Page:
I wrote that guide with precisely this in mind after having experimented for a long time with different descriptions, gig thumbnails, videos, pricing, and so on. 

The idea is that you need to improve what the potential buyer sees after they have clicked on your gig. That's where you turn prospects into clients. 

I think your problem is the focus on price. 

Let's say I'm a buyer. I browse Fiverr, looking for my next voice-over talent. Among all the 20-dollar gigs, I see your five-dollar gig. I'm curious, so I click on it to compare it to the others. 

What do I find? A gig that focuses on being "cheap." That doesn't go well with "high-quality." People know that you rarely can get anything of "high quality" for next to nothing. Quality takes experience, professionalism, and talent taking their time to understand their message, identity, and audience.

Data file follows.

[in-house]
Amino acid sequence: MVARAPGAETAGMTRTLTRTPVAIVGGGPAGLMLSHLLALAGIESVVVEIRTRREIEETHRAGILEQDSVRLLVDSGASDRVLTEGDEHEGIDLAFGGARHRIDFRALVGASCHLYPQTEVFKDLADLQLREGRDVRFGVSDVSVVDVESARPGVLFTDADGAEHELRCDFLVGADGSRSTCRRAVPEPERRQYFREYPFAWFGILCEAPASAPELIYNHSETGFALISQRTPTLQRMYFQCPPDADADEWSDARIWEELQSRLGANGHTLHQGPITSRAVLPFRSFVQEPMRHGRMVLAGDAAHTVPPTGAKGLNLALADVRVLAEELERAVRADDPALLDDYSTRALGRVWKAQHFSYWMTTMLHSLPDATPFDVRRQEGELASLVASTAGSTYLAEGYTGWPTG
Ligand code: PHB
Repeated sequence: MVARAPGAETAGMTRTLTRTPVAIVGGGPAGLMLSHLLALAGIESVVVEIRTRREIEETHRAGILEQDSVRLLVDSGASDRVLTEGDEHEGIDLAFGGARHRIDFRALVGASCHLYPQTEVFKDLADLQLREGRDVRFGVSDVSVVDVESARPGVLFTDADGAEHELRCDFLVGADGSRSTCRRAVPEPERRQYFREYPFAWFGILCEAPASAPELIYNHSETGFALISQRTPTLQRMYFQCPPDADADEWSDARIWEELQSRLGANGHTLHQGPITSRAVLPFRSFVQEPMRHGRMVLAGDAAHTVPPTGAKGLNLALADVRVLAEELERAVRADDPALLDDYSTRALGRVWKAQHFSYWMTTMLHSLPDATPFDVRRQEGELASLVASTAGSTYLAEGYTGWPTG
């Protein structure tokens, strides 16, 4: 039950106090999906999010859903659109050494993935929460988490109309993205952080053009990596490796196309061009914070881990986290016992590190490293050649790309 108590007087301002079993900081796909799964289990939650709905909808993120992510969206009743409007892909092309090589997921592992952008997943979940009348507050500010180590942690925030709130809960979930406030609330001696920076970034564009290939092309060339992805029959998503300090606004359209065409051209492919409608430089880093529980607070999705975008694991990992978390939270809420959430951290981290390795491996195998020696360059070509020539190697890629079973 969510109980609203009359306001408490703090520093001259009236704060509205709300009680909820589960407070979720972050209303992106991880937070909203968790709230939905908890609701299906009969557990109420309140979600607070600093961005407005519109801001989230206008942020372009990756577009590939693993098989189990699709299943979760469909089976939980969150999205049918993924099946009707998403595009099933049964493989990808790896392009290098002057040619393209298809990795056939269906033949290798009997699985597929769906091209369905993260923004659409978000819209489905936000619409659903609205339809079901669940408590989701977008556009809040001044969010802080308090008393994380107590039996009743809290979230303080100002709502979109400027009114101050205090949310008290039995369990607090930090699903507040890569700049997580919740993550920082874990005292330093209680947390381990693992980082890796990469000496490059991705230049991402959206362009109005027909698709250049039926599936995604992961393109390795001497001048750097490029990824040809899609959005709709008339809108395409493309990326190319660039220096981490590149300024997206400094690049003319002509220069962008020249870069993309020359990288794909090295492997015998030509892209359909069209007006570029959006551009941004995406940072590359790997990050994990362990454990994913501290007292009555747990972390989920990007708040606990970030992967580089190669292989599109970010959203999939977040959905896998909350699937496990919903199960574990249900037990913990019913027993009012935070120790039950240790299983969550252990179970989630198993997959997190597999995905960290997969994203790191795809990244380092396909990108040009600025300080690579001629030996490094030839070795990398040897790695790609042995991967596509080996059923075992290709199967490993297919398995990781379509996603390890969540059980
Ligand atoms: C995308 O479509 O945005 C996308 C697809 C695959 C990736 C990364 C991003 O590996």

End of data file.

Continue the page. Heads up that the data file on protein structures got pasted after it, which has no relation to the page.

Does that come cheap? Would you – a five-dollar seller – be able to invest the same into a professional career as a voice-over actor in terms of coaching, gear, studio acoustics, and time? Most likely not. 

I'm not saying this to criticize the quality of your voice-overs. I'm saying this to criticize the brand image that you put forward. You're "cheap"! The word is even in your gig title and is probably not helping you. 

Buyers might not see that word in the search result because the character limit hides it. But once they click your gig, the term "cheap" is in the headline. 

Then I move on to your gig description. You mention "affordable" twice and, even worse, "cheap" twice. 

Look at the definition of the word "cheap" for a second. Pay attention to the part in yellow: 

image.png.35ab958f02df4483b6b63460a31537a5.png

Back to me, in my role as the potential buyer.